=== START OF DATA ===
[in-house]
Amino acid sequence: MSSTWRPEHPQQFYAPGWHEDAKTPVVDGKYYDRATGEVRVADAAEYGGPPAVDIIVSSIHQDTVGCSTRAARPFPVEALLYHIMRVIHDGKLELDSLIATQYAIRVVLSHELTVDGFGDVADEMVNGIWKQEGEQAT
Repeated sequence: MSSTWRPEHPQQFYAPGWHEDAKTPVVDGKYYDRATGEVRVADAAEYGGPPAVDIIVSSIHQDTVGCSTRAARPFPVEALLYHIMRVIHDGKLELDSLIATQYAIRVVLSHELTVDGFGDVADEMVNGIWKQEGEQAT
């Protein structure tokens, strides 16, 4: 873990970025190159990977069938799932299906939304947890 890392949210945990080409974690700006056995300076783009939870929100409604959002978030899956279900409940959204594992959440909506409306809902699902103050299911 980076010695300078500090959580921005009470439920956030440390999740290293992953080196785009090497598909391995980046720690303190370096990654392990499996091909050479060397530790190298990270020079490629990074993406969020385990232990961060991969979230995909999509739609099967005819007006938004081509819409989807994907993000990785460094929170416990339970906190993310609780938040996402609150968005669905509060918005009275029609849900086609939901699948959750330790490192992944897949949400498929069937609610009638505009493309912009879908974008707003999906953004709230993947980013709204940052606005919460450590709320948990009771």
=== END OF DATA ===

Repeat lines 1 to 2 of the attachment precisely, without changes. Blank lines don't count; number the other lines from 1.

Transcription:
[in-house]
Amino acid sequence: MSSTWRPEHPQQFYAPGWHEDAKTPVVDGKYYDRATGEVRVADAAEYGGPPAVDIIVSSIHQDTVGCSTRAARPFPVEALLYHIMRVIHDGKLELDSLIATQYAIRVVLSHELTVDGFGDVADEMVNGIWKQEGEQAT